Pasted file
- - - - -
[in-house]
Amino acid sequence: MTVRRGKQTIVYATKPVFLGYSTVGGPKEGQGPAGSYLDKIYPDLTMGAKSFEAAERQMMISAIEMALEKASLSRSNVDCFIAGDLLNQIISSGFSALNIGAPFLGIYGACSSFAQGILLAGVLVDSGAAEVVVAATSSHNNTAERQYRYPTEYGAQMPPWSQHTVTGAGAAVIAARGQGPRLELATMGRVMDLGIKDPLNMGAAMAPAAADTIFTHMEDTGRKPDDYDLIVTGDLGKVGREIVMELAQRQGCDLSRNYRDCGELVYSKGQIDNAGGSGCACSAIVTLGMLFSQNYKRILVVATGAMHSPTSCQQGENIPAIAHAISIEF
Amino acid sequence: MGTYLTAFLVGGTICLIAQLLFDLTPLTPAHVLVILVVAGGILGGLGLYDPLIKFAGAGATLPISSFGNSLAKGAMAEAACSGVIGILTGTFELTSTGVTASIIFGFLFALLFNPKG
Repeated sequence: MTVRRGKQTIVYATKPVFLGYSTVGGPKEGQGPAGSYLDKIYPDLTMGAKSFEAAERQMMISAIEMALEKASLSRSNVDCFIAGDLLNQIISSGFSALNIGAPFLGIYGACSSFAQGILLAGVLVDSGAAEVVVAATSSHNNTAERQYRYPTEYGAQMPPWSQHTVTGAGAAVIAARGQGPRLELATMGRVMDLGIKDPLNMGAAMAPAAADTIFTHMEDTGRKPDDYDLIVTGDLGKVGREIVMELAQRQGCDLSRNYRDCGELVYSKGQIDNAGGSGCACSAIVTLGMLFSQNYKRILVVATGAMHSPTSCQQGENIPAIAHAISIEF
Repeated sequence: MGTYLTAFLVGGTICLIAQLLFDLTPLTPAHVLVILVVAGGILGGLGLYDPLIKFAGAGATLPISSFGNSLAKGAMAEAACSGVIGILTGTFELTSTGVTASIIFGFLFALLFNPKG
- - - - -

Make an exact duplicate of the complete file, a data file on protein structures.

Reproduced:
[in-house]
Amino acid sequence: MTVRRGKQTIVYATKPVFLGYSTVGGPKEGQGPAGSYLDKIYPDLTMGAKSFEAAERQMMISAIEMALEKASLSRSNVDCFIAGDLLNQIISSGFSALNIGAPFLGIYGACSSFAQGILLAGVLVDSGAAEVVVAATSSHNNTAERQYRYPTEYGAQMPPWSQHTVTGAGAAVIAARGQGPRLELATMGRVMDLGIKDPLNMGAAMAPAAADTIFTHMEDTGRKPDDYDLIVTGDLGKVGREIVMELAQRQGCDLSRNYRDCGELVYSKGQIDNAGGSGCACSAIVTLGMLFSQNYKRILVVATGAMHSPTSCQQGENIPAIAHAISIEF
Amino acid sequence: MGTYLTAFLVGGTICLIAQLLFDLTPLTPAHVLVILVVAGGILGGLGLYDPLIKFAGAGATLPISSFGNSLAKGAMAEAACSGVIGILTGTFELTSTGVTASIIFGFLFALLFNPKG
Repeated sequence: MTVRRGKQTIVYATKPVFLGYSTVGGPKEGQGPAGSYLDKIYPDLTMGAKSFEAAERQMMISAIEMALEKASLSRSNVDCFIAGDLLNQIISSGFSALNIGAPFLGIYGACSSFAQGILLAGVLVDSGAAEVVVAATSSHNNTAERQYRYPTEYGAQMPPWSQHTVTGAGAAVIAARGQGPRLELATMGRVMDLGIKDPLNMGAAMAPAAADTIFTHMEDTGRKPDDYDLIVTGDLGKVGREIVMELAQRQGCDLSRNYRDCGELVYSKGQIDNAGGSGCACSAIVTLGMLFSQNYKRILVVATGAMHSPTSCQQGENIPAIAHAISIEF
Repeated sequence: MGTYLTAFLVGGTICLIAQLLFDLTPLTPAHVLVILVVAGGILGGLGLYDPLIKFAGAGATLPISSFGNSLAKGAMAEAACSGVIGILTGTFELTSTGVTASIIFGFLFALLFNPKG